Click here for a key to the symbols used. An explanation of acronyms may be found at the bottom of the page.
In 1968, Chapter 282 deleted this routing and transferred it to I-605. According to the September 1965 CalTrans planning map, Route 243 was to be freeway between I-10 and I-210 along what is now I-605.
In 1970, Chapter 1473 redefined Route 243 as "Route 74 near Mountain
Center to Route 10 near Banning." Based on a 1966 Gousha map, the route
was previously Riverside County Sign Route R1, likely created circa 1964.
(Source: Hat Tip to Tom Fearer for identifying the connection to County Sign Route R1)
The 1964-1968 incarnation of Route 243 was LRN 170.
The post-1970 incarnation of Route 243 existed in 1963, but was not part of the state highway system. It was Banning-Idyllwild Road.
Winter 2018 Storm Damage (~ RIV 9.985 to RIV 16.937; Failed Culvert at RIV 15.6)
In December 2018, it was reported that Caltrans was closing a three-tenths-mile
section of Route 243, about one mile northwest of picturesque Lake Fulmor
(~ RIV 15.5), to replace an aging drain pipe under the road. With waves of
storms sweeping across Southern California, there is concern the pipe may
not be able to handle runoff and that water could spill over the highway
and damage it.
(Source: Press Enterprise, 12/6/2018)
In January 2019, the CTC received a report of the
following emergency allocation: $1,150,000 Riverside 08-Riv-243 15.6.
Route 243 Near Idyllwild, 1.1 miles north of Lake Fulmor Bridge. On
September 11, 2018, field investigation determined a misaligned culvert
had joint separation and caused pavement distress and embankment erosion.
This project will replace the 36 inch Reinforced Concrete Pipe (RCP),
restore embankment, and repair the distressed pavement.
(Source: January 2019 CTC Minutes Agenda Item 2.5f.(1) Item 8)
In January 2019, the CTC approved adding the following
project into the SHOPP: 08-Riv-243 15.6 PPNO 3012Y. Proj ID 0819000024. EA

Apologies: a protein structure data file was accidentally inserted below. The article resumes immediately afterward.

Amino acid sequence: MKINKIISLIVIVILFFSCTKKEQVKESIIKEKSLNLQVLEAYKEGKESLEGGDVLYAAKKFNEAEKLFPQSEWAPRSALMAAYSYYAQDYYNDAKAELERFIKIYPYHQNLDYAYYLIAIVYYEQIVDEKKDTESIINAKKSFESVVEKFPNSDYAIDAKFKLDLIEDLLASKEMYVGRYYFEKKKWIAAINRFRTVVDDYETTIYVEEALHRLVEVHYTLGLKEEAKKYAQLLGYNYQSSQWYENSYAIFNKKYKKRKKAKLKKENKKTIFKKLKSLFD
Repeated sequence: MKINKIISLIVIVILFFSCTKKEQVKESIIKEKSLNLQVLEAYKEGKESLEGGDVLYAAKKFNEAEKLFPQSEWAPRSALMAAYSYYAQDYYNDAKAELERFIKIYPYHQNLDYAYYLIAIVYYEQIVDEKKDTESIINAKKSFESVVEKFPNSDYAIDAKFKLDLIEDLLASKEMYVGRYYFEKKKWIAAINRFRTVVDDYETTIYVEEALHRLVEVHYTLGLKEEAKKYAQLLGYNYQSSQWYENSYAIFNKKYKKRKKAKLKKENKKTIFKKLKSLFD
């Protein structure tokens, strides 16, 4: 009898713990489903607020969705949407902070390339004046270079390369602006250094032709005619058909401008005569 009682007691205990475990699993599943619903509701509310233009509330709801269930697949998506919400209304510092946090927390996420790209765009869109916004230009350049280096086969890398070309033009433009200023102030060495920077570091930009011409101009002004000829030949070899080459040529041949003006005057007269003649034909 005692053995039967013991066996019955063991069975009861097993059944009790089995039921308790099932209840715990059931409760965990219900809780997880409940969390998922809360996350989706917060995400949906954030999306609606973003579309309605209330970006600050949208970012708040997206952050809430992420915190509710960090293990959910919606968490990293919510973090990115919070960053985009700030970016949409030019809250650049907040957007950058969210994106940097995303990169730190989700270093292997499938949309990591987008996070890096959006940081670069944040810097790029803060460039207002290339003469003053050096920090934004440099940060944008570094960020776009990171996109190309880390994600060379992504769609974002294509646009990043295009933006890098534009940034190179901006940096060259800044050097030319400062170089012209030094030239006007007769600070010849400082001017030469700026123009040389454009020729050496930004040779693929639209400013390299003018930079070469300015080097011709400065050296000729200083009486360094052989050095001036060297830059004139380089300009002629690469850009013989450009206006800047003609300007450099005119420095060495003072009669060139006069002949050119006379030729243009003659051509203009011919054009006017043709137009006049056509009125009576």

1K350. Route 243 Near Idyllwild, 1.1 miles north of Lake Fulmor. Bridge.
Replace failed culvert. Total: $1,370,000.
(Source: January 2019 CTC Minutes, Agenda Item 2.1a(1) Item 7)
In February 2019, it was reported that an emergency
contract for $8 million was awarded to Ames Construction to make the
repairs to Route 243 and Route 74 near Lake Fulmor to repair roadway
damage from the Winter 2019 storms. In mid-February, it was noted that
there was a new collapse on Route 74, and Route 243 washed out about a
mile from where a waterfall destroyed the road the day before, north of
Lake Fulmor. The only way into Idyllwild is from Palm Desert along Route 74, known as the Palms to Pines Highway, Caltrans said. Even then, that
path is open only to residents and business owners/employees. According to
a Caltrans news release, a large hole formed underneath the road after
heavy rains eroded the soil. As the rain poured down, the hole made way
for a fast-flowing waterfall. The highway will be closed between I-10
Freeway and the city of Idyllwild for at least two months.
(Source: Press Enterprise, 2/15/2019; LATimes, 2/19/2019)
In March 2019, it was reported that it may be Summer
2019 before Route 74 and Route 243 completely reopen to the general public
due to the extensive repair work required to restore the corridors, both
of which were severely damaged during a mid-February storm event, Caltrans
announced. "There are over 25 locations on Route 243 with damage,
including two locations with complete road loss," according to a Caltrans
statement. "Route 74 has over 40 locations that will require repairs. At